There's a match struck

17 April 2012

My initial inclination with every post is to start that first sentence with "Hiding in the..." It's true: I'm hiding when I'm writing. There's a match struck and I'm off to the bedroom/office/toolshed before the fire burns out.

She's outside playing with older neighbour girls, and the sad truth is I don't even know their names. I don't think I've ever even seen their parents and all I know is they run up and down the sidewalk, from one apartment to the next, carrying reese's pieces and fingernail polish remover. The three huddle together on top of a picnic table and they all jump, hands hidden behind backs, when I call out to her for dinner. This bugs me a bit, and as she walks in the door, I ask what every mother wants to know at any given moment, every time her child walks through the door.

"What were you talking about?"

And as soon as my tongue hits the t, her big brown eyes form puddles of tears, and my heart sinks into the place she grew for nine months.

A half-hour's worth of crying and pleading hits its peek when she cries, "I'm afraid to tell you because you won't want me in your family anymore." This is when you know you've crossed a parenting threshold, the one you know will come soon enough, but you're always surprised when it does. You think to yourself, she's only five!, and it's too soon for her to know shame.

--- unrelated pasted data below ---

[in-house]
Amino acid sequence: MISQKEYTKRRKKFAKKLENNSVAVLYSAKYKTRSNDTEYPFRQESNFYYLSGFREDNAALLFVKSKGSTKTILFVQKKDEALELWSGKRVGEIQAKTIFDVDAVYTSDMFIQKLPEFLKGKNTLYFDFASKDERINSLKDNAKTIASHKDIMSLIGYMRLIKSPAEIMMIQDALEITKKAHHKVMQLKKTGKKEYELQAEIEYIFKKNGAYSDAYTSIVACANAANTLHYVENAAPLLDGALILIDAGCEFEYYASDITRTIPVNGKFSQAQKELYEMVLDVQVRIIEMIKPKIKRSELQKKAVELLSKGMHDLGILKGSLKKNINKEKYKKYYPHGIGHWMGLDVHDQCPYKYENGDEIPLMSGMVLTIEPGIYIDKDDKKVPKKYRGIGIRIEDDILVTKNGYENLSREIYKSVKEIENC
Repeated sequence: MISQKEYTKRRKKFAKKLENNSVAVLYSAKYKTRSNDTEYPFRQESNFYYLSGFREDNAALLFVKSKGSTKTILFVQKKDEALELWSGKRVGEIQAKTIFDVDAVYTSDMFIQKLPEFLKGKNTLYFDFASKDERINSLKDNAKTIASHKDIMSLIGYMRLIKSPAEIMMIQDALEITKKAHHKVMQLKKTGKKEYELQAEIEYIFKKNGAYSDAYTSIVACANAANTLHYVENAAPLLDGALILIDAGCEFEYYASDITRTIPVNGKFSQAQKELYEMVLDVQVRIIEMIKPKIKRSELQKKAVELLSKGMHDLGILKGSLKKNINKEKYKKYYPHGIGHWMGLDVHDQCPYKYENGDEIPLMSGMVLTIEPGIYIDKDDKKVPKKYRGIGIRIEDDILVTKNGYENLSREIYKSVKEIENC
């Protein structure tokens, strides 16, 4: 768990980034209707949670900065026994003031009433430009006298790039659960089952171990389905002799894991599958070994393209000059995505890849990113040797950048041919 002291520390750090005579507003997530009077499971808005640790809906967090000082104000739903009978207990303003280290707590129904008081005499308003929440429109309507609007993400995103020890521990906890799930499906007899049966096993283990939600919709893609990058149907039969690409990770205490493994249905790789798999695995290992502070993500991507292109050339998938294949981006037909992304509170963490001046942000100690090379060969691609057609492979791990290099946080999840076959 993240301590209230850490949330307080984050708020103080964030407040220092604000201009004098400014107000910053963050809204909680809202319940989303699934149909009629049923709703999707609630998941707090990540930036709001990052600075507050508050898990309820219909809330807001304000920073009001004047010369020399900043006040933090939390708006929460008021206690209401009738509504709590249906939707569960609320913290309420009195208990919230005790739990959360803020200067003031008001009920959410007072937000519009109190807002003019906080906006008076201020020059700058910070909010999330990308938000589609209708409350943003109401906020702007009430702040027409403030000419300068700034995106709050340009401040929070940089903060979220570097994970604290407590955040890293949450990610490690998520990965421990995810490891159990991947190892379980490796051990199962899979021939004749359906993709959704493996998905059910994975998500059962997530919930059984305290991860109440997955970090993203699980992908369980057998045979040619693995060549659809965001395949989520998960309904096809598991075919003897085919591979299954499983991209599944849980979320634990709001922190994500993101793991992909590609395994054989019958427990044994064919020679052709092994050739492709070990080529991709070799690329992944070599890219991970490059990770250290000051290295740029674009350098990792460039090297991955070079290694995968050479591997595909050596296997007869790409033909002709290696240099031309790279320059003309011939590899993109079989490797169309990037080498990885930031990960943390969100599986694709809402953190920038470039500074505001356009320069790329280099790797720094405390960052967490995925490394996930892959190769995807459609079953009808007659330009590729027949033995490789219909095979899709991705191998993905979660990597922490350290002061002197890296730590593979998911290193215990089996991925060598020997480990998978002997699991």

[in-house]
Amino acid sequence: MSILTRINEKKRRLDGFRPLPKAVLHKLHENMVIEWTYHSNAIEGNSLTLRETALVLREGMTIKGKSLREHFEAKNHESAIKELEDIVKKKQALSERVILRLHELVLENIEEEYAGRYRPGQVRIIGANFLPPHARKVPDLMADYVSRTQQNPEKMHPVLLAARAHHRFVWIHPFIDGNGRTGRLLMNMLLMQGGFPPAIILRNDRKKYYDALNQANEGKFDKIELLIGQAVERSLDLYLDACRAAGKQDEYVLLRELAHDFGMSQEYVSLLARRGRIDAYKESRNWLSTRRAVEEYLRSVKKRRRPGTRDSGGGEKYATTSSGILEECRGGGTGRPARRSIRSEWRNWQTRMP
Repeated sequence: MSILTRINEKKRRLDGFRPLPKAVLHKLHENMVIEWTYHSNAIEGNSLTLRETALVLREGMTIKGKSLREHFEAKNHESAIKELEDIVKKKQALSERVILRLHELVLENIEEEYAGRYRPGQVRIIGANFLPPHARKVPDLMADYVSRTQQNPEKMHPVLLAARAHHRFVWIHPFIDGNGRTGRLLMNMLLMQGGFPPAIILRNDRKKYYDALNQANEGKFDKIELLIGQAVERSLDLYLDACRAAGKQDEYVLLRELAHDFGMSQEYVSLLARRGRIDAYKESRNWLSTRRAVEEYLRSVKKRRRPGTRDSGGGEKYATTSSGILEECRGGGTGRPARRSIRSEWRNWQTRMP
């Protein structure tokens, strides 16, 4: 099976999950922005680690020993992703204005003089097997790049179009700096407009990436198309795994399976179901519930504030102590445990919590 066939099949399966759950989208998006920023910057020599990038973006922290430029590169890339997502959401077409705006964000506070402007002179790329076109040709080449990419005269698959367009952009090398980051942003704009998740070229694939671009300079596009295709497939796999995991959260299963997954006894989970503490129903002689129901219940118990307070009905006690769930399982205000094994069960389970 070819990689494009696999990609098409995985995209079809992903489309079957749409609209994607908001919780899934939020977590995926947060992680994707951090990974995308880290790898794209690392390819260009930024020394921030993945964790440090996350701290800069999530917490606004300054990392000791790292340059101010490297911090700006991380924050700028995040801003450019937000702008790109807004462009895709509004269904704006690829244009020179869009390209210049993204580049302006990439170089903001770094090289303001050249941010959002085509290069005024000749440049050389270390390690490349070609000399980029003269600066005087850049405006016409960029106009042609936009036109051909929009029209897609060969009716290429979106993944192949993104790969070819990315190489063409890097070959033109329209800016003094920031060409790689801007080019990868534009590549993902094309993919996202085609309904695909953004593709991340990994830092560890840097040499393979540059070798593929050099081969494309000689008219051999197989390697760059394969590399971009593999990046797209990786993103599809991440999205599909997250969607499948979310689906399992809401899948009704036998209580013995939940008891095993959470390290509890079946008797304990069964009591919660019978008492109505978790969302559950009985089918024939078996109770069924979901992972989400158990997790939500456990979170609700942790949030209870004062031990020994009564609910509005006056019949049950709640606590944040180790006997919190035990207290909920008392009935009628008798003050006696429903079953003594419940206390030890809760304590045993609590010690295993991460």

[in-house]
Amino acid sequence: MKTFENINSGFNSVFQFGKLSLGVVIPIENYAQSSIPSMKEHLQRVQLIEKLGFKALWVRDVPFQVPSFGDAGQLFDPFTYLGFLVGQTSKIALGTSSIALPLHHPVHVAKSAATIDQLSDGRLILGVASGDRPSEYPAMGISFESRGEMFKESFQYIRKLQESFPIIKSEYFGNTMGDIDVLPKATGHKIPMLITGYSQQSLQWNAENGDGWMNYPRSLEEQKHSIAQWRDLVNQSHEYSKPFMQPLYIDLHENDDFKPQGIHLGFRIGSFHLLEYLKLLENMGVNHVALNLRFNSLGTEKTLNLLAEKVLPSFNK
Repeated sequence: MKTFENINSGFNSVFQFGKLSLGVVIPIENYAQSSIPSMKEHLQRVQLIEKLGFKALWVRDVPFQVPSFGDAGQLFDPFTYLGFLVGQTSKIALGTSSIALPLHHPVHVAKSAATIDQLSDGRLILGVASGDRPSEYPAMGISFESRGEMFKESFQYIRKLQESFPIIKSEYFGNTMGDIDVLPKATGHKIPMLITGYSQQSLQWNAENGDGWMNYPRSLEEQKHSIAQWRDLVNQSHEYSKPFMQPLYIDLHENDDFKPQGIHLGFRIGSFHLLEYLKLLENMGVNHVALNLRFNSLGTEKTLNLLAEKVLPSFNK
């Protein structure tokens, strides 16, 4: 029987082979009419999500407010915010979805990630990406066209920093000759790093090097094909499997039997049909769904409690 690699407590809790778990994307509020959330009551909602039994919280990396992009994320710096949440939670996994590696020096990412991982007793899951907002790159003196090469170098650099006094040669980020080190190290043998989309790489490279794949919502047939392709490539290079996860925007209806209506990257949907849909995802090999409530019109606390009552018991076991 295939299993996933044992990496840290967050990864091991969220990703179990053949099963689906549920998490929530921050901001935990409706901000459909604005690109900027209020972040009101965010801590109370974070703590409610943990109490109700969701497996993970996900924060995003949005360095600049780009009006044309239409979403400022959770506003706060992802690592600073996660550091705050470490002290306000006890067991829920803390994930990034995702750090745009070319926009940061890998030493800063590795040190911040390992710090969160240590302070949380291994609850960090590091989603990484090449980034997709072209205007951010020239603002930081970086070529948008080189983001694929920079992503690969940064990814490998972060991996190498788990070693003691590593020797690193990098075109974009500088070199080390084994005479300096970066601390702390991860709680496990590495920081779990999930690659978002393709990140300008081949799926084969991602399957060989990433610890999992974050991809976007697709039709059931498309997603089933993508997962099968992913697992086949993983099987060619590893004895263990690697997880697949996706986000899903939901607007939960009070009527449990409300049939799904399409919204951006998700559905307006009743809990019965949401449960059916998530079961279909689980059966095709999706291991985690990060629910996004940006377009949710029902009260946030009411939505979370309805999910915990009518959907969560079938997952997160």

So the truth comes out and it's not super great, but it's not worst case scenario, either. You explain to her about value and violence, about privacy and respect, about her body and theirs. You hate to even bring up strange words bearing heavy weight, but it's too late now and if you don't define them, they will. And you tell her that secrets lie. You explain what it means when a friend, or a stranger, or an adult tells her not to tell. And you know it could be so much worse... but really, it feels like the door has been opened and you can't keep her from walking beyond its shallow frame.

These children, I've never seen their parents, but I wonder if I have to love thy neighbour as my child. Loving thy neighbour as myself seems like nothing in comparison.


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